Above and beyond

posted on
Gary Nutt
Gary Nutt poses in front of a C-130. He served nine years in the Air Force before leaving military service in 1995.

The lives of an Air Force veteran’s family are changed after receiving transformative assistance from DAV

When Sarah Nutt contacted DAV last May, she hoped her husband, Gary, an Air Force veteran, would be eligible for some much-needed additional compensation from the Department of Veterans Affairs.

Finances had become so bleak in the years after Gary stopped working due to illness that Sarah would trim expenses by routinely cutting his hair. There was rarely cash for extra food or gas. And medical and dental insurance was a luxury they couldn’t afford.

“There was no money for anything other than the bare necessities,” said Sarah. “That’s why we were reaching out so desperately.”

What she didn’t bank on, however, was DAV helping the family obtain much more than the modest $150 per month she was hoping for, substantially increasing Gary’s VA rating and even connecting their daughter, Sadie, with educational benefits for eligible dependents.

Years before, Gary got to see the world serving as an aircraft electrical and environmental systems mechanic, traveling to Germany, Spain and the Philippines. But it was his service in the Persian Gulf War that sparked a medical mystery.

Gary and his wife Sarah
Gary and his wife, Sarah, outside their home in Lonoke, Ark. Facing increasing financial stress, Sarah had called upon DAV for assistance in connecting her husband with additional VA benefits

After spending just over six months at King Abdulaziz Air Base in Saudi Arabia, Gary began to experience excruciating headaches while stationed at Little Rock Air Force Base in Arkansas.

“I bent over to open up my locker on base, and after standing up, I had a splitting headache,” said Gary, a DAV life member of Chapter 7 in North Little Rock, Arkansas, “the worst I’ve ever had in my life.”

Doctors said he had a sinus infection, but the medication they offered provided no relief.

“They gave me some pills that didn’t work, so I went back and they gave me some more pills that didn’t work,” added Gary. “Nothing really seemed to help.”

Moments of intense anguish persisted after Gary left the Air Force, which led doctors to temporarily remove part of his skull, hoping to end the agony. Shortly after that, he began having seizures. As the years passed, Gary’s symptoms became worse.

The headaches continued, but other worries appeared: slowed speech and a steep and gradual decline in Gary’s reaction time. As more tasks took him longer to complete, the air conditioning repair company Gary worked for considered him a hazard to the workplace.

“They had laid me off because I got to the point where I was really slow,” said Gary. “I got there at 5 every day, I worked as hard as I could, but they said I was more of a liability than an asset.”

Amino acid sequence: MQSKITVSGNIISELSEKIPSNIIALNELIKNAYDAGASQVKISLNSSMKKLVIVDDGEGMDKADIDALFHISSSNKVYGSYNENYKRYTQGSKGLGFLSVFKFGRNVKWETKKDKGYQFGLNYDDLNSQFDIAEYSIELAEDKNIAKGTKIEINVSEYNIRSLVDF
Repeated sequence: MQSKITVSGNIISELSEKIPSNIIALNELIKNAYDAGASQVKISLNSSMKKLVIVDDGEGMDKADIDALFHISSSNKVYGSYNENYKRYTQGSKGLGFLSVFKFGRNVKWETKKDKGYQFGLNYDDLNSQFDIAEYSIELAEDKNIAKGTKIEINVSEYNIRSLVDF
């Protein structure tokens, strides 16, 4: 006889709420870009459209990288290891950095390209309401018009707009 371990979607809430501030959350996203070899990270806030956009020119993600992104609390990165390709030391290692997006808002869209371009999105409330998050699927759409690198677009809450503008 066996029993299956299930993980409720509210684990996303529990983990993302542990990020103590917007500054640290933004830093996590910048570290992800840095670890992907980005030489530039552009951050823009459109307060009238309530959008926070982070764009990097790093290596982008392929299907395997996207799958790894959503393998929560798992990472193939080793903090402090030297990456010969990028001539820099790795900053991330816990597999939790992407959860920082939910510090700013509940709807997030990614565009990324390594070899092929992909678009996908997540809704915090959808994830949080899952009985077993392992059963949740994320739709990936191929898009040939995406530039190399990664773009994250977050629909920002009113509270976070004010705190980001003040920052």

“Everything slowed down,” added Sarah, “to the point where I had to help him do anything.”

A stay-at-home mom, Sarah began caring for him full time, and Gary’s VA compensation at the time was not enough to cover their expenses. With Gary out of work since 2016, they slipped further into financial distress.

However, their tide turned after Sarah called DAV National Service Officer Lindsay Kinslow, who was confident she could significantly increase Gary’s overall VA rating.

“They were really adamant about the $150 that comes with aid and attendance benefits,” said Kinslow, who works at the DAV national service office in Washington, D.C. “And I said, Well, maybe we can get you a little bit more than that.’”

Lindsay Kinslow
DAV National Service Officer Lindsay Kinslow, the assistant supervisor in DAV’s office in Washington, D.C., worked tirelessly to secure a higher VA rating for Gary and educational benefits for his daughter, Sadie.

Kinslow submitted the claim last June, which opened the floodgates of VA appointments for Gary—six in two months—to reassess his health. By staying in constant communication with Sarah, Kinslow learned the scope of the Nutts’ financial anxieties extended to their home, which they were close to losing.

So when Sarah got the call last October and learned about everything Kinslow had secured for Gary, she broke out in tears.

“It was just such a huge blessing and a relief,” said Sarah.

“When [Sarah] told me Gary had to quit working due to this condition, I knew for sure that would lead to an increase,” added Kinslow.

In all, Gary became a permanent and total service-connected disabled veteran, with the special compensation Sarah originally asked about. With the increased funds, they were able to get a new vehicle, and for the first time in four years, Gary received a professional haircut.

But the most unexpected benefit the Nutts received was the VA educational benefits available to survivors and dependents of eligible veterans. With that added benefit, their daughter Sadie will be able to recoup some of the money she spent while enrolled in cosmetology school.

“We are just so thankful to Lindsay and DAV,” added Sarah. “I know money isn’t the most important thing, but it can be very hard to live.”